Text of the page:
After my visit with Joseph I stopped at Petroglyph National Monument and walked around looking at all the different petroglyphs, estimated to date back 400-700 years per the park brochure. These different symbols and images were made by human hands and they still speak after hundreds of years, although we do not always know what they are saying. What I heard them saying was a reminder about our interconnection to each other and to the world around us. As I walked south, the Sandia Mountain was off to the east in the distance and I walked along a smaller ridge to the west covered with boulders which were in turn covered with these drawings of human beings long dead who were still speaking if we would listen. I heard about the interconnection of east and west. Joseph says that the east is our mental dimension and the west is our physical dimension. I could hear how the petroglyphs spoke out to and witnessed the rising sun and I could feel the correspondence between this small ridge and the larger Sandia.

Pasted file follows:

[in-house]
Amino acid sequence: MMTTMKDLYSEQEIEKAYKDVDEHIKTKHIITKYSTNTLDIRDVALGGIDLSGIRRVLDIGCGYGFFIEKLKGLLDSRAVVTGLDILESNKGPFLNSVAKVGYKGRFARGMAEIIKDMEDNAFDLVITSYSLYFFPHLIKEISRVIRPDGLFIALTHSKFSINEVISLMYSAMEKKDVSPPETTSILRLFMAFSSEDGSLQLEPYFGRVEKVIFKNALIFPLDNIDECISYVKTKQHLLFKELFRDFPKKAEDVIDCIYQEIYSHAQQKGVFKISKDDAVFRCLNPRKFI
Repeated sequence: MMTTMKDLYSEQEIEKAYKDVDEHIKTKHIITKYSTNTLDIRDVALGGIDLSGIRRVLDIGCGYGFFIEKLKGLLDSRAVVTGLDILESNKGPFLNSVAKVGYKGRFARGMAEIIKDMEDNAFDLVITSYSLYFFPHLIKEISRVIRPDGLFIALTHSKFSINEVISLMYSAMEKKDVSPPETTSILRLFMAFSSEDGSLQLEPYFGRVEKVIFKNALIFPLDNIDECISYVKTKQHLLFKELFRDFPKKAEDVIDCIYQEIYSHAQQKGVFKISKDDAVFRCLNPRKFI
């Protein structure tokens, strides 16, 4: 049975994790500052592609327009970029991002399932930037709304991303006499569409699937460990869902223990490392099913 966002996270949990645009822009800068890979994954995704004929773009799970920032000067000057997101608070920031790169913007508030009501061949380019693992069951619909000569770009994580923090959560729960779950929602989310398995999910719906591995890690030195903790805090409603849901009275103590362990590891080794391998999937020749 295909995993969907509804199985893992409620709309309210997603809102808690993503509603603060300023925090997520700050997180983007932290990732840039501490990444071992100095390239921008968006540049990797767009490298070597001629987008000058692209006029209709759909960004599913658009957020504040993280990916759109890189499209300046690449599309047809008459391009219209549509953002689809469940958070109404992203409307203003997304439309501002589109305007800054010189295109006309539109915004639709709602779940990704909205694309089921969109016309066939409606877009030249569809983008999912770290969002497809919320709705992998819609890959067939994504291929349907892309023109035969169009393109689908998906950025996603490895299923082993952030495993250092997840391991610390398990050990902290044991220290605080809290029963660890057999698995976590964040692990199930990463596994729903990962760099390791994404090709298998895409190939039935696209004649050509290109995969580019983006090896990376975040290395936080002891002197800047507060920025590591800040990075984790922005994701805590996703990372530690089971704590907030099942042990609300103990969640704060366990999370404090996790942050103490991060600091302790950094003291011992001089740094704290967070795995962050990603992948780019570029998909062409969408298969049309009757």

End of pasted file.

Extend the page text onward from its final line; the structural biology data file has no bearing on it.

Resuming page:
Sandia Mountain, looking east, note the cloud figure.
As I was going through the photos I saw the similarity between the cloud figure (above) and the petroglyph (below). Although I cannot tell you everything the cloud and stone were saying to each other, I can tell you it is ancient and it is about interconnection and our place in the world relative to all of our brothers and sisters, which includes not just all of our human brothers and sisters, but our brothers and sisters of the plants, animals, stones, and clouds. It is an echo of the dialogue between Father Sky and Mother Earth. It is a sacred song, a sacred story, and we would do well to listen to it.